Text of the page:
The Discovery Update – October 2013

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01Oct2013

The Discovery Update – October 2013

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October 2013

From the President

Our court reporters, rooms, videographers, and interpreters can be immediately scheduled all at once in convenient locations in any city nationwide. Many of our clients have realized how much time we can save them and now take advantage of this service to lessen the stresses of their jobs. We hope that you continue to utilize our services in this way, along with your court reporting needs locally.

As always, we welcome your suggestions and comments about this e-newsletter and we would like to share articles you have written about discovery with our readers, as well.

Best regards,
Sheila Atkinson-Baker

“The Hacker Way” – What the E-Discovery Industry Can Learn From Facebook’s Management Ethic

By Ralph Losey

Facebook’s regulatory filing for its initial public stock offering included a letter to potential investors by 27-year-old billionaire Mark Zuckerberg. The letter describes the culture and approach to management that he follows as CEO of Facebook. Zuckerberg calls it the Hacker Way. Mark did not invent this culture. In a way, itinvented him. It molded him and made him and Facebook what they are today. This letter reveals the secrets of Mark’s success and establishes him as the current child prodigy of the Hacker Way.

Too bad most of the CEOs in the e-discovery industry have not read the letter, much less understand how Facebook operates. They are clueless about the management ethic it takes to run a high-tech company.

An editorial in Law Technology News explains why I think most of the CEOs in the e-discovery software industry are just empty suits. They do not understand modern software culture. They think the Hacker Wayis a security threat. They are incapable of creating insanely great software. They cannot lead with the kind of inspired genius that the legal profession now desperately needs from its software vendors to survive the data deluge. From what I have seen, most of the pointy-haired management types that now run e-discovery software companies should be thrown out. They should be replaced with Hacker-savvy management before their once proud companies go the way of the Blackberry.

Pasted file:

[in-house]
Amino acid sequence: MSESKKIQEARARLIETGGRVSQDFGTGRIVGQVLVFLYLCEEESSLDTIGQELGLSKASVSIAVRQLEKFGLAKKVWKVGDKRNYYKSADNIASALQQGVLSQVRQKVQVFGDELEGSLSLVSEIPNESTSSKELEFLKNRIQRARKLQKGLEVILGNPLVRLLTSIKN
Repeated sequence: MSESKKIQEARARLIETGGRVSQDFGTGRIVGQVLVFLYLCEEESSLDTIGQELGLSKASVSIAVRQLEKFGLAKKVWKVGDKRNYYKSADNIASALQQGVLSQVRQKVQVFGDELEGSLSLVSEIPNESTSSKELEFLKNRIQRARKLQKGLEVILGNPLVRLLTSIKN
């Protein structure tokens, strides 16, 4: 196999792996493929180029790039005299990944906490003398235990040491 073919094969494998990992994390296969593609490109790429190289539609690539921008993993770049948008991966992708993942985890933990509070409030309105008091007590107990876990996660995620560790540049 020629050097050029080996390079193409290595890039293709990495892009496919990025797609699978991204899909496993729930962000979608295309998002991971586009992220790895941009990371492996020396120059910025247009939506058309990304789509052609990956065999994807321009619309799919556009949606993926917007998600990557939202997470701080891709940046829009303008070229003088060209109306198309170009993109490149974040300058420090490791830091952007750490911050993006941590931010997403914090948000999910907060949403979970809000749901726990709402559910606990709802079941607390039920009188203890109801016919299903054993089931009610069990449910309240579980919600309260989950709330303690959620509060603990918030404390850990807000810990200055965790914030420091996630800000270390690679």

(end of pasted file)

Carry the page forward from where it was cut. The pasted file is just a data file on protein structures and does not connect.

Read Full Article >>

How to Cut E-Discovery Costs

By Michele Lange

In today’s world of electronically stored information (“ESI”), it is increasingly costly to preserve, identify, and collect data for discovery – let alone analyze, review, and create a production. According to a 2012 e-discovery costs study by the RAND institute, e-discovery expenses are adding up. For every dollar spent on ESI production, collection consumes $.08, processing consumes $.19, and document review consumes $.73. Don’t miss a new infographic created by Kroll Ontrack: 7 Tips to Cut E-discovery Costs.

Read Full Article >>

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“THE HACKER WAY” – WHAT THE E-DISCOVERY INDUSTRY CAN LEARN FROM FACEBOOK’S MANAGEMENT ETHIC

HOW TO CUT E-DISCOVERY COSTS

SHEDDING LIGHT ON AN E-DISCOVERY MYSTERY: HOW MANY DOCUMENTS IN A GIGABYTE?

HOW DOES A LAWYER PREPARE TO TAKE A DEPOSITION?


WHAT YOU MIGHT HAVE MISSED

Musings By a Retired Judge on Discovery References

Using an iPad to Recreate a Scene in a Deposition

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How Many Documents in a Gigabyte?
Read Article >>
How Does A Lawyer Prepare To Take A Deposition?
Read Article >>
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Analytical Tools: Not Just for Techies Any More
Read it
Top 6 FreeMobile Apps for Lawyers
Take a look
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